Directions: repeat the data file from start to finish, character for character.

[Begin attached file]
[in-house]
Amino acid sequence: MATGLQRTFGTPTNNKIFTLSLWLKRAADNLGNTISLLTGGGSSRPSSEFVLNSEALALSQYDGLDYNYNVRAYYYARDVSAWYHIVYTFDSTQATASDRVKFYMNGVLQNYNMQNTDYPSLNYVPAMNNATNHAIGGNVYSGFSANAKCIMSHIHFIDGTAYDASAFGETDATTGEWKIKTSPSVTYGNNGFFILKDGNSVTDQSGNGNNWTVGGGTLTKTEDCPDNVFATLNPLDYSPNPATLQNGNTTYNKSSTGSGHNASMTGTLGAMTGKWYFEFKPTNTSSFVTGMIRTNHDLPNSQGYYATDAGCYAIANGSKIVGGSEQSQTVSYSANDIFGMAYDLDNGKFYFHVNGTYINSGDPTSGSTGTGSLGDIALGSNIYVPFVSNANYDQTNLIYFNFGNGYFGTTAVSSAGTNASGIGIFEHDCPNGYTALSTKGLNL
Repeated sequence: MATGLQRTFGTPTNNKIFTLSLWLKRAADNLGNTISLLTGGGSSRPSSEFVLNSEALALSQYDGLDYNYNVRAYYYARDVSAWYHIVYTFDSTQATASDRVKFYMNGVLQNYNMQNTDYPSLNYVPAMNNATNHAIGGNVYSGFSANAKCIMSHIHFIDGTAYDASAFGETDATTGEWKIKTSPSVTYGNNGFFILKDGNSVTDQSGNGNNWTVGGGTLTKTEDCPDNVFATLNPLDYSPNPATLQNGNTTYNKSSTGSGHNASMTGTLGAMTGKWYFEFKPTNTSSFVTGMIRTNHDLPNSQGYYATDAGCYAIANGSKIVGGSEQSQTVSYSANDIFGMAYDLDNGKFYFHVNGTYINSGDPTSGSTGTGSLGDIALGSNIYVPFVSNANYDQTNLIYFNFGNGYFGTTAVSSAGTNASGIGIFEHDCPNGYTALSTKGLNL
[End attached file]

[in-house]
Amino acid sequence: MATGLQRTFGTPTNNKIFTLSLWLKRAADNLGNTISLLTGGGSSRPSSEFVLNSEALALSQYDGLDYNYNVRAYYYARDVSAWYHIVYTFDSTQATASDRVKFYMNGVLQNYNMQNTDYPSLNYVPAMNNATNHAIGGNVYSGFSANAKCIMSHIHFIDGTAYDASAFGETDATTGEWKIKTSPSVTYGNNGFFILKDGNSVTDQSGNGNNWTVGGGTLTKTEDCPDNVFATLNPLDYSPNPATLQNGNTTYNKSSTGSGHNASMTGTLGAMTGKWYFEFKPTNTSSFVTGMIRTNHDLPNSQGYYATDAGCYAIANGSKIVGGSEQSQTVSYSANDIFGMAYDLDNGKFYFHVNGTYINSGDPTSGSTGTGSLGDIALGSNIYVPFVSNANYDQTNLIYFNFGNGYFGTTAVSSAGTNASGIGIFEHDCPNGYTALSTKGLNL
Repeated sequence: MATGLQRTFGTPTNNKIFTLSLWLKRAADNLGNTISLLTGGGSSRPSSEFVLNSEALALSQYDGLDYNYNVRAYYYARDVSAWYHIVYTFDSTQATASDRVKFYMNGVLQNYNMQNTDYPSLNYVPAMNNATNHAIGGNVYSGFSANAKCIMSHIHFIDGTAYDASAFGETDATTGEWKIKTSPSVTYGNNGFFILKDGNSVTDQSGNGNNWTVGGGTLTKTEDCPDNVFATLNPLDYSPNPATLQNGNTTYNKSSTGSGHNASMTGTLGAMTGKWYFEFKPTNTSSFVTGMIRTNHDLPNSQGYYATDAGCYAIANGSKIVGGSEQSQTVSYSANDIFGMAYDLDNGKFYFHVNGTYINSGDPTSGSTGTGSLGDIALGSNIYVPFVSNANYDQTNLIYFNFGNGYFGTTAVSSAGTNASGIGIFEHDCPNGYTALSTKGLNL